It’s easy to feel alone if you’re being abused, and it can seem impossible to see a way out of the situation. The good news is that with so many good support networks out there, and people who care ready to fight your corner, you can put a stop to the suffering.
What is abuse?
Abuse is when a person does something to you that you don’t want to happen. An abuser could be anyone in your life – a peer, colleague, teacher, family member or complete stranger – and their actions could take a number of different forms.
- Physical abuse: when someone hurts you on purpose, for instance by hitting, strangling, burning or shaking you
- Emotional abuse: when someone undermines your self-esteem and self-worth through the way they treat you
- Verbal abuse: when someone says things to hurt you
- Sexual abuse: when someone makes you take part in sexual activities that you’re not comfortable with
- Neglect: when a parent or carer doesn’t look after you properly
How do I know if I’m being abused?
In many cases, abuse is carried out by someone the person who is being abused knows quite well, and for that reason, it might not be something you find easy to report. If the abuse is regular and follows a set pattern, it can quickly feel normal and fool you into thinking it’s just a part of everyday life. But it’s important to take a step back and ask yourself if things are being done to you and your body that you want to stop. Here are some signs that you could be being abused.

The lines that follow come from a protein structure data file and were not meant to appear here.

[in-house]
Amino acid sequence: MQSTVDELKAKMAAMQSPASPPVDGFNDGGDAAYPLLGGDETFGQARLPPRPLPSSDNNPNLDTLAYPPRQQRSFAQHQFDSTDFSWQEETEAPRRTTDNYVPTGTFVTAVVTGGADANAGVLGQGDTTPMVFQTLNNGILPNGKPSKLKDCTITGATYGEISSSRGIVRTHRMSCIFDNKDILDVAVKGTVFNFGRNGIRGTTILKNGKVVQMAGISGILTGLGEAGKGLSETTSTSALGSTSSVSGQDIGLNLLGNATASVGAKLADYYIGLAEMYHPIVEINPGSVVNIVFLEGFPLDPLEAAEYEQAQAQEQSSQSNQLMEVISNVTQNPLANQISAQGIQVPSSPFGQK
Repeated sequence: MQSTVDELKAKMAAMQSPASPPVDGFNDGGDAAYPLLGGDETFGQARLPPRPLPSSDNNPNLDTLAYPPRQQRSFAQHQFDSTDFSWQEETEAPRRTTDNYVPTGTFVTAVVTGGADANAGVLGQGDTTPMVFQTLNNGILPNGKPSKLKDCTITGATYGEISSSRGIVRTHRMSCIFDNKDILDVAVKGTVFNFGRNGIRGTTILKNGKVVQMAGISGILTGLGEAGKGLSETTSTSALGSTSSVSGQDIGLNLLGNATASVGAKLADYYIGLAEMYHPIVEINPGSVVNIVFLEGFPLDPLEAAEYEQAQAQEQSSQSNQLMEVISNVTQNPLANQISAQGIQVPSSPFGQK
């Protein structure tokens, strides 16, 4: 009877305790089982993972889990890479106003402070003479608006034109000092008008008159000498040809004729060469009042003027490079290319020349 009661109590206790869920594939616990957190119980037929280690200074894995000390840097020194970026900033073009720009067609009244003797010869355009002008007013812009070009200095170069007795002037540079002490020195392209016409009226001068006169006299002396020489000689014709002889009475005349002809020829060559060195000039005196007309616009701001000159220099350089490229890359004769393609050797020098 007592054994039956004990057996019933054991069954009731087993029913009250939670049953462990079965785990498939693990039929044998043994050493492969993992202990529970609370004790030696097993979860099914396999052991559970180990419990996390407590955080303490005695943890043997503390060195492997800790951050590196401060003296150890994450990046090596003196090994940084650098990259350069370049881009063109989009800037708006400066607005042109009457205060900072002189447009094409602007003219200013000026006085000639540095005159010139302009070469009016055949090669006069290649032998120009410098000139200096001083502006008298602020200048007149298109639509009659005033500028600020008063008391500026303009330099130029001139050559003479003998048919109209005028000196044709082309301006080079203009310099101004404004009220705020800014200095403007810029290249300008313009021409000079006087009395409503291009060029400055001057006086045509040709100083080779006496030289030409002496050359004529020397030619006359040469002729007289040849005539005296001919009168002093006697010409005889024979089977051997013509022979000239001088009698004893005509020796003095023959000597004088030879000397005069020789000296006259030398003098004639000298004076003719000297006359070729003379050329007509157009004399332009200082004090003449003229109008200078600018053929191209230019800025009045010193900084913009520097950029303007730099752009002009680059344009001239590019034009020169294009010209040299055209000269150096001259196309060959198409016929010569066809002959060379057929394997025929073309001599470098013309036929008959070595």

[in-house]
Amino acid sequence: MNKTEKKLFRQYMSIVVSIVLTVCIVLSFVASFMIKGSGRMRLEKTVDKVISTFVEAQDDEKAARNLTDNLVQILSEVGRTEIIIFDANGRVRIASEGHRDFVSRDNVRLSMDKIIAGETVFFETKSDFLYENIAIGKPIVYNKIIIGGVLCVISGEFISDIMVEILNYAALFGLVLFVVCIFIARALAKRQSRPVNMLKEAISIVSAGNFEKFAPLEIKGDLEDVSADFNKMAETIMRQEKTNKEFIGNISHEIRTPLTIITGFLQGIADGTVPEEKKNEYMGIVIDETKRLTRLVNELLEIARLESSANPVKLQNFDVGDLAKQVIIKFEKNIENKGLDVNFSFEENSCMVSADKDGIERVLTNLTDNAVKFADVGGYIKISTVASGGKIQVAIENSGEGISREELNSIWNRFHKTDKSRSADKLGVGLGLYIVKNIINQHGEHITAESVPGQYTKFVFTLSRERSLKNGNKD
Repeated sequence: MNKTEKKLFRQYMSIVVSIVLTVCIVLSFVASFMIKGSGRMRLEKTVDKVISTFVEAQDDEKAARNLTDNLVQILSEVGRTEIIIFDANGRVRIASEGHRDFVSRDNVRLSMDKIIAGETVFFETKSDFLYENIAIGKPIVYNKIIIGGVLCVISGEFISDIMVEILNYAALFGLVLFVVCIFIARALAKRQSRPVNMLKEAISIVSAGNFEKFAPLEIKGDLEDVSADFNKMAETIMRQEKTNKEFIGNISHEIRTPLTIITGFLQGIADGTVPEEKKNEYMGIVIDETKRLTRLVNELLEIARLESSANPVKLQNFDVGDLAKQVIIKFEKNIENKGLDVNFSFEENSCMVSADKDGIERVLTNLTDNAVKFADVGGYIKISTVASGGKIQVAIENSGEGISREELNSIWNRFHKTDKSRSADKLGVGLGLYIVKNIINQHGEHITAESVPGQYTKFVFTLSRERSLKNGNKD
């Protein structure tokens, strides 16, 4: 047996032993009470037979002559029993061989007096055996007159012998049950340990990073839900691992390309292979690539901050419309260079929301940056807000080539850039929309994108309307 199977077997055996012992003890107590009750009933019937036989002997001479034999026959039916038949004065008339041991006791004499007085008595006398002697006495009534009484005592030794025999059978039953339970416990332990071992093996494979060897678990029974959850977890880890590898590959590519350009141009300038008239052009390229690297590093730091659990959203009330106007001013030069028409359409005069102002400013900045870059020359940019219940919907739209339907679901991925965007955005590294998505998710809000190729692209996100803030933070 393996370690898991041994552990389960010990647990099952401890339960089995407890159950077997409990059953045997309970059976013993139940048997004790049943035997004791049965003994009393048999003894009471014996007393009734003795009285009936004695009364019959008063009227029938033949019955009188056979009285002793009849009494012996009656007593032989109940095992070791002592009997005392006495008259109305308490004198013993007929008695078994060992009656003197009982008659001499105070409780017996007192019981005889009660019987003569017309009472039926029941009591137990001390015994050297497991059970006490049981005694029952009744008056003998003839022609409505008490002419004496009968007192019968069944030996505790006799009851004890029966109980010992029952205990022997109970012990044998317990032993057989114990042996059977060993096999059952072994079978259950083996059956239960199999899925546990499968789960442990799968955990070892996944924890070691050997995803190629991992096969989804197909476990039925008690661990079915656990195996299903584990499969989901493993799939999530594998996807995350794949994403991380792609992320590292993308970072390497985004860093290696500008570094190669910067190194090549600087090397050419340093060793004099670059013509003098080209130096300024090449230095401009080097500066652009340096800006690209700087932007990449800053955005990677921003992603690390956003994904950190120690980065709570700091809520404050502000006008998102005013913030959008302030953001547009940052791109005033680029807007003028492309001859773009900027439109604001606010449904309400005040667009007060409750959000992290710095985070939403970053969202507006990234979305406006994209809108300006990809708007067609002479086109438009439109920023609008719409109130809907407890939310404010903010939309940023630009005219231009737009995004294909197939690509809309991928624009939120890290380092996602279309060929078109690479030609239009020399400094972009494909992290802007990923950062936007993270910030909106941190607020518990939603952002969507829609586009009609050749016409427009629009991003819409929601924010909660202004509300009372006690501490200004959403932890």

- Are you being physically hurt, or do you worry that you might be?
- Do you feel like you’re being controlled, monitored or manipulated?
- Do you feel belittled or worthless because of the way you’re spoken to or treated?
- Are you forced to take part in sexual activities, even if you’re not comfortable with it, or are too young?
- Do you feel isolated, with someone preventing you from spending time with your family and friends?
- Are you scared to tell anyone what’s going on – perhaps because you’ve been threatened with punishment if you do?
How can I get support?
If you feel you need help, then it’s good to talk to someone you trust – sharing how you feel with a parent, friend or teacher can make a big difference.
If you live in Gloucestershire and are aged 9-21, you can get support from our TIC+ counsellors. TIC+ works hard at raising funds so they can arrange for a counsellor to see you for free, all you need to do is call us on 01594 372777 or text us on 07520 634063 to arrange an appointment. We know it can be hard to take that first step but, like the other young people we’ve helped, you’ll be so glad you did.
If you need to speak to someone urgently, call Childline on 0800 1111, NHS 111 (on 111) or the Samaritans on 116 123. There’s always someone there to help, and any conversations you have with them are confidential.
For more advice check out our SUPPORT RESOURCES page!